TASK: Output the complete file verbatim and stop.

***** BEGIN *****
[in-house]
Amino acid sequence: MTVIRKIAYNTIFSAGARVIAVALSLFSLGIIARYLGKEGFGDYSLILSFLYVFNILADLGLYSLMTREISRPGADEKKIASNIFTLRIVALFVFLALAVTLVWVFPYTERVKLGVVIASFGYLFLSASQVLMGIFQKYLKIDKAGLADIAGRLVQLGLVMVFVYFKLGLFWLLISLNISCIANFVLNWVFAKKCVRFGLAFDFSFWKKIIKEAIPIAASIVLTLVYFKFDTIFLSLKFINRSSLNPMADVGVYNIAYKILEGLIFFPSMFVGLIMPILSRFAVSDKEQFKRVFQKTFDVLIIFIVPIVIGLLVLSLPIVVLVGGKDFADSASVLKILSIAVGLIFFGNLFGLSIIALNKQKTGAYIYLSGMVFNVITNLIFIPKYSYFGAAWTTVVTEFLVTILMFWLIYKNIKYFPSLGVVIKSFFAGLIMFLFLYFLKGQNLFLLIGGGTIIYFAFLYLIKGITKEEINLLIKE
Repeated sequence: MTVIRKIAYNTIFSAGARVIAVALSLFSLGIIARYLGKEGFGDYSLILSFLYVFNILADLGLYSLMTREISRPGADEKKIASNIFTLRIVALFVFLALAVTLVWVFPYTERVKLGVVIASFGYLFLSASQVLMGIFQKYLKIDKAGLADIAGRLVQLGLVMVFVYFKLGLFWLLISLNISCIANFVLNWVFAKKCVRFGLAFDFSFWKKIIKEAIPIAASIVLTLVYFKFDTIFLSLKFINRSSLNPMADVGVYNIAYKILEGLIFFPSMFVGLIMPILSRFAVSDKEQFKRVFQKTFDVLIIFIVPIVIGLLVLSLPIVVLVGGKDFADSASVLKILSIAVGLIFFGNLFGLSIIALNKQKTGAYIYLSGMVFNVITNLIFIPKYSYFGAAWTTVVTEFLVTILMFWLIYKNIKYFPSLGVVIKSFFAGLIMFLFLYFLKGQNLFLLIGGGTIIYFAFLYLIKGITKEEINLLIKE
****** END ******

[in-house]
Amino acid sequence: MTVIRKIAYNTIFSAGARVIAVALSLFSLGIIARYLGKEGFGDYSLILSFLYVFNILADLGLYSLMTREISRPGADEKKIASNIFTLRIVALFVFLALAVTLVWVFPYTERVKLGVVIASFGYLFLSASQVLMGIFQKYLKIDKAGLADIAGRLVQLGLVMVFVYFKLGLFWLLISLNISCIANFVLNWVFAKKCVRFGLAFDFSFWKKIIKEAIPIAASIVLTLVYFKFDTIFLSLKFINRSSLNPMADVGVYNIAYKILEGLIFFPSMFVGLIMPILSRFAVSDKEQFKRVFQKTFDVLIIFIVPIVIGLLVLSLPIVVLVGGKDFADSASVLKILSIAVGLIFFGNLFGLSIIALNKQKTGAYIYLSGMVFNVITNLIFIPKYSYFGAAWTTVVTEFLVTILMFWLIYKNIKYFPSLGVVIKSFFAGLIMFLFLYFLKGQNLFLLIGGGTIIYFAFLYLIKGITKEEINLLIKE
Repeated sequence: MTVIRKIAYNTIFSAGARVIAVALSLFSLGIIARYLGKEGFGDYSLILSFLYVFNILADLGLYSLMTREISRPGADEKKIASNIFTLRIVALFVFLALAVTLVWVFPYTERVKLGVVIASFGYLFLSASQVLMGIFQKYLKIDKAGLADIAGRLVQLGLVMVFVYFKLGLFWLLISLNISCIANFVLNWVFAKKCVRFGLAFDFSFWKKIIKEAIPIAASIVLTLVYFKFDTIFLSLKFINRSSLNPMADVGVYNIAYKILEGLIFFPSMFVGLIMPILSRFAVSDKEQFKRVFQKTFDVLIIFIVPIVIGLLVLSLPIVVLVGGKDFADSASVLKILSIAVGLIFFGNLFGLSIIALNKQKTGAYIYLSGMVFNVITNLIFIPKYSYFGAAWTTVVTEFLVTILMFWLIYKNIKYFPSLGVVIKSFFAGLIMFLFLYFLKGQNLFLLIGGGTIIYFAFLYLIKGITKEEINLLIKE